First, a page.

Yes you are able to do what you propose.
There will be current differences between the LEDs, but it's unlikely that you will be able to see the difference.
No LED will hog all the current, no LED will go into thermal runaway, and no LED will 'pop' and cause catastrophic failure. You can do simple tests to ensure that your LEDs are within a reasonable Vf range.
One comment suggested this previous answer, but unfortunately the answer selected as correct is wrong. Look at the answer from Stevenvh .....that is correct.
From this answer you can see that the LEDs need to be the same (part number at least) and with this caveat the differences between the LEDs will result in current/power differences of only a few percent when many are paralleled.
There are many millions of LED Torches that use this technique and have up to 20-25 LEDs in them with a single series resistor. They don't blow up, they don't thermally runaway.
One note for you though is that you don't need to use a 9 V battery. In this configuration you are wasting battery energy.
If your LEDs were 3 V Vf precisely (which I bet they are not), then you are dissipating about 700 mW in the resistor (one or many it's the same) and only 360 mW in the LEDs.
Note: It would be much better to use 3 * 1.5 V batteries.
With this configuration and a series resistor of 12.5 Ohms (to give the 120 mA total current) you would then dissipate only 180 mW in the series resistor.
Do you need bin'd components?
You can pay extra for LEDs that are sorted to provide a lower variance (in Vf, color and light output), but for most DIY'ers this represents a potentially expensive option.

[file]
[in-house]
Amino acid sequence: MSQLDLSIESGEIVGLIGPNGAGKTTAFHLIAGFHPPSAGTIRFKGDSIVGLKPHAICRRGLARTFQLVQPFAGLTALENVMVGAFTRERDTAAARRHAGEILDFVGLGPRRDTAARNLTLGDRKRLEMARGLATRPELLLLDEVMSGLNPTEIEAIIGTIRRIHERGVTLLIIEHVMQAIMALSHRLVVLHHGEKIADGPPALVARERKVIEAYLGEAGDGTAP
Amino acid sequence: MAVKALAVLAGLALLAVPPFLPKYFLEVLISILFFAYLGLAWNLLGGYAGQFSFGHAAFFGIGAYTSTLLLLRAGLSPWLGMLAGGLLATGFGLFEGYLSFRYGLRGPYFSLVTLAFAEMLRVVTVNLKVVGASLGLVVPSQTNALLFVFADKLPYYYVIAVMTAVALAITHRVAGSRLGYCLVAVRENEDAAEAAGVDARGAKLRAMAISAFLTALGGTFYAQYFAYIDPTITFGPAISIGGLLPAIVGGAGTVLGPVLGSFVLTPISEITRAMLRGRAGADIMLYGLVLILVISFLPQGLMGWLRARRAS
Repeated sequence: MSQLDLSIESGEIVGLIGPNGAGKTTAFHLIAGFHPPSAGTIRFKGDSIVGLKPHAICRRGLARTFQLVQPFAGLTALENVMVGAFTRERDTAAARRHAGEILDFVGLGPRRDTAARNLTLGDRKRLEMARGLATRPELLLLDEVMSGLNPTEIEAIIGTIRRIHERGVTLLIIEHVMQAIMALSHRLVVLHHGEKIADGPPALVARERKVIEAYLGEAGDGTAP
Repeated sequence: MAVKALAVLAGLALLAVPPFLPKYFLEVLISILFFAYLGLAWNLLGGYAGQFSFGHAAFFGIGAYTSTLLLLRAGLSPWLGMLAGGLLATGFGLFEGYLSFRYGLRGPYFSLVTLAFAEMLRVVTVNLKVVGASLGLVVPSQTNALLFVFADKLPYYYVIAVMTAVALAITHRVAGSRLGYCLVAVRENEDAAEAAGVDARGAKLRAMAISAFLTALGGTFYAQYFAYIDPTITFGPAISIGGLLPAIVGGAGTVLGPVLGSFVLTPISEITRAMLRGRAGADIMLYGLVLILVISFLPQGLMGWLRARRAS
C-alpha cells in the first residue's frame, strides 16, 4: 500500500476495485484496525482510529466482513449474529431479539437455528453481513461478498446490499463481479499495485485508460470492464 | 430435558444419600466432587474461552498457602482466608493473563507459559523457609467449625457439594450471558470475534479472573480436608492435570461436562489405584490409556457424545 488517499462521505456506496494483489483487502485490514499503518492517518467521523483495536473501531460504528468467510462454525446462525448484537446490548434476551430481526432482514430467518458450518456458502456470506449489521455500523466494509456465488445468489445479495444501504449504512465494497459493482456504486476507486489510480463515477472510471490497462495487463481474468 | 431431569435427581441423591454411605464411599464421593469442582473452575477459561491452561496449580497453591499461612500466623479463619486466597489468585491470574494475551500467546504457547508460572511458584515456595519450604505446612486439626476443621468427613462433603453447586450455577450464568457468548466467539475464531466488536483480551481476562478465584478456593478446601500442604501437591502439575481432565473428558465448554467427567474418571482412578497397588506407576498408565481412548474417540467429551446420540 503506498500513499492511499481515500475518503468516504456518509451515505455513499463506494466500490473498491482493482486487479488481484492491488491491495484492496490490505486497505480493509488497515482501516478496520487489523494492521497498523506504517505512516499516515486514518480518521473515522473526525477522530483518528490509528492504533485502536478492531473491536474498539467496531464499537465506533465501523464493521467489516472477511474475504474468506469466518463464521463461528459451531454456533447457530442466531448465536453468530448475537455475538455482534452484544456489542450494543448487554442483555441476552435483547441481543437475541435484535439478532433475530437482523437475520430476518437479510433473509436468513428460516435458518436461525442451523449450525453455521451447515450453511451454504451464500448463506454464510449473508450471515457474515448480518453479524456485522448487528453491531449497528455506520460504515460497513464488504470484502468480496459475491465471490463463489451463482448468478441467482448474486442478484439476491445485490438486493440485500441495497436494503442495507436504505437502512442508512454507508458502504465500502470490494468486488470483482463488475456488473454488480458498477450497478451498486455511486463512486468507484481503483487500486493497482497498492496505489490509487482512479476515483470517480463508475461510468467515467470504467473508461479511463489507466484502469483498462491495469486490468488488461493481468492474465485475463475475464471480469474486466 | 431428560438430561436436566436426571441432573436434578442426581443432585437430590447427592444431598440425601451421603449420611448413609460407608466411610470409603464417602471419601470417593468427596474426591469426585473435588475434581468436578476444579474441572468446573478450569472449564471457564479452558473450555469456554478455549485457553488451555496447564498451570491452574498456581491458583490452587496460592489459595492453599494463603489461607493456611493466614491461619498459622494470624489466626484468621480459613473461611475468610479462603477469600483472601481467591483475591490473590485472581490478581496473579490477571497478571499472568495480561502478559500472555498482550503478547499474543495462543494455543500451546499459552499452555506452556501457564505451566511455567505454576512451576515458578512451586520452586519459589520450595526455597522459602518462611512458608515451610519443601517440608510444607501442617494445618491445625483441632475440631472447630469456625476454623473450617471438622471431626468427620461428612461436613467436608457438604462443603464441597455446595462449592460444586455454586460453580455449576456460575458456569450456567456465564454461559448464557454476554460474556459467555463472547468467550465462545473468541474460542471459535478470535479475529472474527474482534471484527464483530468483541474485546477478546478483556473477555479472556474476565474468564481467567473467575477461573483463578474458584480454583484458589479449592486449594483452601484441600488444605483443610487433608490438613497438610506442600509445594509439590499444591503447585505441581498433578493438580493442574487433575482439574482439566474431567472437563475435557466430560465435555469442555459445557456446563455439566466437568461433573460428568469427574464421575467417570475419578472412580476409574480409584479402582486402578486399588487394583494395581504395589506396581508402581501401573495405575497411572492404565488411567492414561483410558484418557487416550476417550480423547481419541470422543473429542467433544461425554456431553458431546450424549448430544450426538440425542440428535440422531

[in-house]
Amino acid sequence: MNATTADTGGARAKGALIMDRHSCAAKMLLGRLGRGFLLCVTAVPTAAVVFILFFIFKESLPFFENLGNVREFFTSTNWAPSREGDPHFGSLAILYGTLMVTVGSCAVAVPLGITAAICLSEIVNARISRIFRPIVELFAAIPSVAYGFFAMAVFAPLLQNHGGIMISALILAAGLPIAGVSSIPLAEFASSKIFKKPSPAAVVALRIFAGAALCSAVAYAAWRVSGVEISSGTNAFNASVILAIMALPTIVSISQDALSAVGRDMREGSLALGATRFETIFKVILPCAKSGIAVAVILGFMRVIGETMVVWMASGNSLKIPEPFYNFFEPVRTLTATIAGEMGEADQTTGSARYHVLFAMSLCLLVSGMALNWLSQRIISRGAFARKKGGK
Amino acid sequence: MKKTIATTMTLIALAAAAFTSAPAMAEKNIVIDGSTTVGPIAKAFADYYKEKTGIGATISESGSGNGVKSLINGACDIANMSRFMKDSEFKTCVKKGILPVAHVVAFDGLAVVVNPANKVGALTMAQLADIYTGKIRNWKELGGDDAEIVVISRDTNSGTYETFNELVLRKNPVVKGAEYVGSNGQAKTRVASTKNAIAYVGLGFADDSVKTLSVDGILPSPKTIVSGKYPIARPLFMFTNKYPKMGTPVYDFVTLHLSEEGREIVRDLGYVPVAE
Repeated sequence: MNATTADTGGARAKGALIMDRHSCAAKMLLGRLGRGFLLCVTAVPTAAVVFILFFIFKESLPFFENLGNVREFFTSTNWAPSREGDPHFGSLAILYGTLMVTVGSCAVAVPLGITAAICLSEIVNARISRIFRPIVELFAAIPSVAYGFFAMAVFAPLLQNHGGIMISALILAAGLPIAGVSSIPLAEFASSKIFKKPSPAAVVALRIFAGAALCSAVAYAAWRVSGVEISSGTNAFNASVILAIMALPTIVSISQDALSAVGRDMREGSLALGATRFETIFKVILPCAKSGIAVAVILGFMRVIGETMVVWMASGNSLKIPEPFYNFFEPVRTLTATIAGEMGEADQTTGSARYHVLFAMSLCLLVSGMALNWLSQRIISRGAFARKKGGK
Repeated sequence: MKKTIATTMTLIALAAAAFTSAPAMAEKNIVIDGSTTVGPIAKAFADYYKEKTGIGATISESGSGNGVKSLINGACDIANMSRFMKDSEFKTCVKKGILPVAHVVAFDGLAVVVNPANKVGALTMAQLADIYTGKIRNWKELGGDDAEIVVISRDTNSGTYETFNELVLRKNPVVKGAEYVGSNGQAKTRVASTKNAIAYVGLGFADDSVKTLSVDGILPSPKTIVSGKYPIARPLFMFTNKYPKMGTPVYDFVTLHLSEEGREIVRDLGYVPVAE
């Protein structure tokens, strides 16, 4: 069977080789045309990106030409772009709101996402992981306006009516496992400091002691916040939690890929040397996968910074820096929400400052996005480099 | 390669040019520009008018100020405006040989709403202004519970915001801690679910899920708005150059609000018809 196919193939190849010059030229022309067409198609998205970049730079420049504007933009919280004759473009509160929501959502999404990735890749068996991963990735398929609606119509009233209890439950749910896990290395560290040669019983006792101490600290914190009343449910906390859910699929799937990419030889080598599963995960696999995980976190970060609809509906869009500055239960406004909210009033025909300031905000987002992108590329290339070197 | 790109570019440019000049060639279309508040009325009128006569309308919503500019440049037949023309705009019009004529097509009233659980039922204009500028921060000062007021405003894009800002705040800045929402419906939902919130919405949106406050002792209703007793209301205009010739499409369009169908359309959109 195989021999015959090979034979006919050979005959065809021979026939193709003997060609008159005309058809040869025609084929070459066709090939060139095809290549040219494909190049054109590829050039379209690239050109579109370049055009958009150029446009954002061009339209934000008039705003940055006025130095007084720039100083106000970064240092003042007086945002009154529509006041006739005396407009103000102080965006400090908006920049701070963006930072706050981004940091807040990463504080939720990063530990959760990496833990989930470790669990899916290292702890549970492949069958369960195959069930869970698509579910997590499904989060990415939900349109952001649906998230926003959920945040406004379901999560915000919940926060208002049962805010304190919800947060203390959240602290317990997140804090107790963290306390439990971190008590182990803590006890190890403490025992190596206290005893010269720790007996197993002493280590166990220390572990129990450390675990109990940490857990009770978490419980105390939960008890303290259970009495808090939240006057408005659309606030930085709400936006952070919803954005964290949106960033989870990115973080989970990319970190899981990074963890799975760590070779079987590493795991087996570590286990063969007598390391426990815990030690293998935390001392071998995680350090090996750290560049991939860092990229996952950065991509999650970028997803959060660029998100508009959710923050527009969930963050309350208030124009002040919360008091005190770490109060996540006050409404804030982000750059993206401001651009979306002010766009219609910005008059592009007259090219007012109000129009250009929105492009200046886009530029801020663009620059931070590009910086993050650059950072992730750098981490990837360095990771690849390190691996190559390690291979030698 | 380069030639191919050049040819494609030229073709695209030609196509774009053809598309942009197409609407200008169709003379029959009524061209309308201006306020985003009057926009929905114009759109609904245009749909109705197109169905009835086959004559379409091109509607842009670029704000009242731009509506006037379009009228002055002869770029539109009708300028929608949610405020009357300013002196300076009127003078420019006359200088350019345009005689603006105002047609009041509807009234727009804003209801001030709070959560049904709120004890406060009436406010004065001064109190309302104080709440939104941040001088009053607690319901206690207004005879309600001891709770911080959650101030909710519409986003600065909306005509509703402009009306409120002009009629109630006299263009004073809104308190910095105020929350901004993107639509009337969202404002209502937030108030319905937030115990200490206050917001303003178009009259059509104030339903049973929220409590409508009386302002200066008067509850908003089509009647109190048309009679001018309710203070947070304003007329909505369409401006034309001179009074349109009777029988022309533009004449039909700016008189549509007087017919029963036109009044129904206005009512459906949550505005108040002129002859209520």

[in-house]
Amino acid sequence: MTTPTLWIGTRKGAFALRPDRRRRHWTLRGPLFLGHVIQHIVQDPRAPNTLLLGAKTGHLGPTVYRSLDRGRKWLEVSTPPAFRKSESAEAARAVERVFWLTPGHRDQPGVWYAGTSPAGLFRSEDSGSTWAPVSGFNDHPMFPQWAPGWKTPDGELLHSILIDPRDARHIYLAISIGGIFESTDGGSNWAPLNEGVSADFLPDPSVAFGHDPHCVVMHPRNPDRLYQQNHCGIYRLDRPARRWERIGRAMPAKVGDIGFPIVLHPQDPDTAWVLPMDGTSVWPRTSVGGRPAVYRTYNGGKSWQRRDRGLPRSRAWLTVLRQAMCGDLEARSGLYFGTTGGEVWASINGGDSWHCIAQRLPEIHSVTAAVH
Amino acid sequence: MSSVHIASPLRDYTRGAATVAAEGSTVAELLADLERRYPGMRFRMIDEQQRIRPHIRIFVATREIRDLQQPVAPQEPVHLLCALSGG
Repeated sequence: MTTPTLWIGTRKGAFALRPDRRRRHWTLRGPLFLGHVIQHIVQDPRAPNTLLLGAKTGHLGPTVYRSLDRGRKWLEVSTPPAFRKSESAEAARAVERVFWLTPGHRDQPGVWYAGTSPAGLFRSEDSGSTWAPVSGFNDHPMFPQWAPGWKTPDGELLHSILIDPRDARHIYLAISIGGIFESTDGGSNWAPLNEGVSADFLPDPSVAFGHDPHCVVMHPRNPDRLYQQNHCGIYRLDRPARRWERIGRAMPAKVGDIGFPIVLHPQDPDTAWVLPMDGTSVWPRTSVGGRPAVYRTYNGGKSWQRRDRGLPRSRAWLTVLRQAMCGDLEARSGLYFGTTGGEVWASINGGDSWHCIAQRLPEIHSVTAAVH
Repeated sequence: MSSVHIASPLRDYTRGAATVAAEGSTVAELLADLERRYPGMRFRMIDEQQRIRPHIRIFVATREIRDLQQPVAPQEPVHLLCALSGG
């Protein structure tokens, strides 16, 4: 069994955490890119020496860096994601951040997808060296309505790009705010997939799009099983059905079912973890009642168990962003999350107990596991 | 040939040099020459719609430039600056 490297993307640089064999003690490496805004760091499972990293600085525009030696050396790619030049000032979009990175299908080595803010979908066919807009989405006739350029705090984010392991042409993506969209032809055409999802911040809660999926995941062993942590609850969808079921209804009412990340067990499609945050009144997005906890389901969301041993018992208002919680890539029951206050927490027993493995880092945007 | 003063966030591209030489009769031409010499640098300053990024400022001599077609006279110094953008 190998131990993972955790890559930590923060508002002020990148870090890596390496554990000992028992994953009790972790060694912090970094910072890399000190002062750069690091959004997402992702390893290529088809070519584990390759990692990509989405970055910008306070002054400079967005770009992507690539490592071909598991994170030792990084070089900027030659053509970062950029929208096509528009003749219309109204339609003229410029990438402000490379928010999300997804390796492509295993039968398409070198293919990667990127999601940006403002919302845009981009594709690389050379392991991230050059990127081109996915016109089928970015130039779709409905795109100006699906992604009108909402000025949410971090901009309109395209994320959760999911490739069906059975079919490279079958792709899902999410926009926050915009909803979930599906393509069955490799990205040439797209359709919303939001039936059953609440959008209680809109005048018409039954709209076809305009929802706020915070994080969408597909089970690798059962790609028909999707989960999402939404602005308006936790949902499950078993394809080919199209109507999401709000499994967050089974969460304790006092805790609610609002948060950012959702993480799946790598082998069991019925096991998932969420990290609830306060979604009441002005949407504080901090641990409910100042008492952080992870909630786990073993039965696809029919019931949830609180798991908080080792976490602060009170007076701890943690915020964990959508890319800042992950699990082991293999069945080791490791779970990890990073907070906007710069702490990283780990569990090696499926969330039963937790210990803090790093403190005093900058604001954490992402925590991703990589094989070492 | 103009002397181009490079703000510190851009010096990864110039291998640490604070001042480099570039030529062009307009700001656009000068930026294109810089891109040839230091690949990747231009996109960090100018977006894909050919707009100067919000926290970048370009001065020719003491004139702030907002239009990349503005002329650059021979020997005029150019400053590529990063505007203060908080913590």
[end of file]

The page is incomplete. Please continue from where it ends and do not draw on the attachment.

However you can simply do a single point check for each LED you have, using a resistor to limit the current. If you measure the Vf at your target working current (say 20 mA) you can sort for differences in the LEDs Vf.
I normally buy cheap LED on Ebay (by the 100) and find only about 50-100 mV maximum variation. It's easy to select 5-10 LEDs from the batch within just a few mV of each other at any given operating current.
You could for example sort 100 LEDs into say 20-50 mV groups and chose to select a series resistor value for each group if you were concerned (still much less than a resister per LED).
For example, here is a CREE datasheet for a White LED. Notice in the bin'ing that the majority of selection is done for color, but there are Vf bins:
This clearly shows that you would have serious trouble with a parallel configuration if you had a range of Vf with some at 3.2 V and some at 4.4 V.
However, buying all from one bin gets you to only 200 mV Vf range.
Reference to the datasheet again shows the typical forward current related to Vf:
This is a typical curve ....here you would consider a single LED would be like this, and the datasheet shows VF @ 50 mA for the bins. So on this typical curve the LED Vf is about 3.8 V. If you had another LED from another bin you'd have a separate curve centered around 50 mA. Here I've fudged the graphic to show the maximum variation of bins:
Notice that if you put three LEDs with Vf bin values 3.2, 3.8 and 4.4 in parallel you'd have current values of approximately 75, 50 and 20 mA respectively in the LEDs. Variation for sure, but unlikely to pop or have thermal runaway become a problem.
So it's definitely worthwhile to ensure your LEDs Vf are within say 100 mV of each other to ensure that the current balance (or nearly so).
With some minimal testing you could preclude outliers and select LEDs well within a working range (say no more than 100 mV variation in Vf) that can be paralleled very successfully.